Using Moving Average to Determine Trend and Entries
For many years I traded stocks based exclusively on the technical analysis of price charts. As I claimed in my first book, Trend Trading for a Living, it didn’t matter to me whether the company made widgets or shmidgets, I bought and sold shares based on the chart and the chart alone. In fact, in many cases I knew nothing about the company other than its ticker symbol.
I’ve since educated myself in the finer points of fundamental analysis, and for good reason. Familiarity with a company’s growth and valuation metrics can go a long way toward selecting out the best price charts from all the rest. More importantly, strong fundamentals more often than not trump short-term technical weakness, keeping you in the trade long enough to reap the rewards of the stock’ eventual turnaround. As Warran Buffett is fond of saying, “It’s not the buying and selling that makes money. It’s the waiting!”
Still, technical analysis should play a part in any robust trading system. And one of the most widely used of the technical indicators, one you’ll find on almost every price chart, is the moving average. A moving average, as the name implies, is a running average of the closing price of a stock over x number of time periods (normally x number of days or weeks), with each new closing price replacing the first price in the sequence. The most commonly used moving averages are the 50-day moving average, which shows the average stock price over the past 10 weeks, and the 200-day moving average, which does the same for the past 40 weeks. Shorter term moving averages are used to determine the state of the short-term trend. Longer term averages are used to determine the long-term trend. These two averages, the 50-day and 200-day, are so widely used that even the staunchest company analyst, who otherwise would never think to consult a stock price chart, will always know where the stock price stands in relation to one or both of these two key indicators.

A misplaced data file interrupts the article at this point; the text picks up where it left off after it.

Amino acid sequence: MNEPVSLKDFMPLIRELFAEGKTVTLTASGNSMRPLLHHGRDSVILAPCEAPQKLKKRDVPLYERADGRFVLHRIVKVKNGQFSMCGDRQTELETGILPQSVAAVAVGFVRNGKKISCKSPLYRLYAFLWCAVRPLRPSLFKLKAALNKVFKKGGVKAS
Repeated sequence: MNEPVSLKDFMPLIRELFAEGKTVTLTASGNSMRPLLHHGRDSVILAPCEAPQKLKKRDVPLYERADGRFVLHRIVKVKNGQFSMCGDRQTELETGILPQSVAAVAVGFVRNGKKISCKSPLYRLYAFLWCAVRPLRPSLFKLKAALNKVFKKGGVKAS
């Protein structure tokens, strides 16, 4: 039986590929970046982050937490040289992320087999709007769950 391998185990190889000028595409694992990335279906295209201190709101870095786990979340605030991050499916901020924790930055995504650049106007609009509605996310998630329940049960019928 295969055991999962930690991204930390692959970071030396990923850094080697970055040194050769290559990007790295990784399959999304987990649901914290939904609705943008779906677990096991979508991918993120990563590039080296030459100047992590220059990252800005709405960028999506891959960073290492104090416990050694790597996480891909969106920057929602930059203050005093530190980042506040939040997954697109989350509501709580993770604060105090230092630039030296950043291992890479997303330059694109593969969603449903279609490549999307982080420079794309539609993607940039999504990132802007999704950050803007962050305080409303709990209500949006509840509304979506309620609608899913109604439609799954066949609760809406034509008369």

There are a number of key benefits to using moving averages on a price chart. We won’t be able to go over all them in this article. Here let me explain that the most important use of moving averages is that they smooth out the “noise” of the day to day ups and downs of price movement. Moving averages render more clearly the upward, downward, or flat directional flow of a stock’s price over time. Even the choppiest of price charts, with a 50-day or 200-day moving average overlaid, will show clearly defined movement. In this way, a quick glance at the moving average of price is all you need to tell whether the stock’s share price is in an uptrend or downtrend, or whether it has, despite the noise, flat-lined.
The S&P 500 with the 50-day Moving Average
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